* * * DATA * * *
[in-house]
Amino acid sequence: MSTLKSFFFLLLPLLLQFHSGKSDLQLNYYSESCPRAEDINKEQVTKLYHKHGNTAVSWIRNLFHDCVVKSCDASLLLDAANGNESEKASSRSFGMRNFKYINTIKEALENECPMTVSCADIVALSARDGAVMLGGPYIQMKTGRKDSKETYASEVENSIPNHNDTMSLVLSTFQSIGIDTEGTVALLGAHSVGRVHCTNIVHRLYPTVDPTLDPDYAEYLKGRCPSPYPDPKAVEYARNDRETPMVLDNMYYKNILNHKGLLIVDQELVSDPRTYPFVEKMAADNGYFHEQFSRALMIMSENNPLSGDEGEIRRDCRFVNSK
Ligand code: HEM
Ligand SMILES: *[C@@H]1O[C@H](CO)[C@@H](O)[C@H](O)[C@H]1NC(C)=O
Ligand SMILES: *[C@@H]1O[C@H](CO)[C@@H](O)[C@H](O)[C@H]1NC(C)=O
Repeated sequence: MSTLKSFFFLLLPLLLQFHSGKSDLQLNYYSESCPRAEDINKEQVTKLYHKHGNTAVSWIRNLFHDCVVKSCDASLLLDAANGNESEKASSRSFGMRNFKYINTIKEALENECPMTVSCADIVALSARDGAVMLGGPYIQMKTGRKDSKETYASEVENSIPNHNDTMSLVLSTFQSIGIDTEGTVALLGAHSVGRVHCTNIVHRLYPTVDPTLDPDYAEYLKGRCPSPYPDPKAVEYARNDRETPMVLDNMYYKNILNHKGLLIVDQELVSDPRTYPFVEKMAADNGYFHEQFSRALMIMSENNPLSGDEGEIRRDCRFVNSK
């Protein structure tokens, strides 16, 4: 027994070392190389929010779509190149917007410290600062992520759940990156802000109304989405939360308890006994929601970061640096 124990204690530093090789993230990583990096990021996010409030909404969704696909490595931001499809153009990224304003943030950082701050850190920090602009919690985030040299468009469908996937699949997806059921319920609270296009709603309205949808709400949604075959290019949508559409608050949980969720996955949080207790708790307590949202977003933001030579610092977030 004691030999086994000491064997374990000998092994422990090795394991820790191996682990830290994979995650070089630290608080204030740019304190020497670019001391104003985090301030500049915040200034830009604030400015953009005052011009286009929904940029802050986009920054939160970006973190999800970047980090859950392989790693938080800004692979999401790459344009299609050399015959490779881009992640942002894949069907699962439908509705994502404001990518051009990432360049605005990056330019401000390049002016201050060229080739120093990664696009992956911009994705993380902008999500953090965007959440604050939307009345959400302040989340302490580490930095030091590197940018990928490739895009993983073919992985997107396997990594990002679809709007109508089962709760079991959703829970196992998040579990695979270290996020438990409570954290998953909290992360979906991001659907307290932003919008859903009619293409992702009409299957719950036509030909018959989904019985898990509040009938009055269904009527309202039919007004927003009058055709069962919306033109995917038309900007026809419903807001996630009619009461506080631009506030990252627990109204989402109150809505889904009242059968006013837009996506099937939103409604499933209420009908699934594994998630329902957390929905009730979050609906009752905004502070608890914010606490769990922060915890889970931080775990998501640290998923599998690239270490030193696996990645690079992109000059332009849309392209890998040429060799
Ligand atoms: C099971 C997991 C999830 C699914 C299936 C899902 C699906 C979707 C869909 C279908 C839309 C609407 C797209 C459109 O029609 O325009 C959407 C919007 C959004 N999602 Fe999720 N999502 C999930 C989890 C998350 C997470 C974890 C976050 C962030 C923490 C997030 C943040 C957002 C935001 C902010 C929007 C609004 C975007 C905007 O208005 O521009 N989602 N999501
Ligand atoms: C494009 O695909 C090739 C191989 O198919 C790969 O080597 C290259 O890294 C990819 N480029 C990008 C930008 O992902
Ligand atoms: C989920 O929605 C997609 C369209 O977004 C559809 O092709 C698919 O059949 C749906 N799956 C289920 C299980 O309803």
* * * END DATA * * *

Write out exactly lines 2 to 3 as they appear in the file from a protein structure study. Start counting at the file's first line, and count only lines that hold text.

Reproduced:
Amino acid sequence: MSTLKSFFFLLLPLLLQFHSGKSDLQLNYYSESCPRAEDINKEQVTKLYHKHGNTAVSWIRNLFHDCVVKSCDASLLLDAANGNESEKASSRSFGMRNFKYINTIKEALENECPMTVSCADIVALSARDGAVMLGGPYIQMKTGRKDSKETYASEVENSIPNHNDTMSLVLSTFQSIGIDTEGTVALLGAHSVGRVHCTNIVHRLYPTVDPTLDPDYAEYLKGRCPSPYPDPKAVEYARNDRETPMVLDNMYYKNILNHKGLLIVDQELVSDPRTYPFVEKMAADNGYFHEQFSRALMIMSENNPLSGDEGEIRRDCRFVNSK
Ligand code: HEM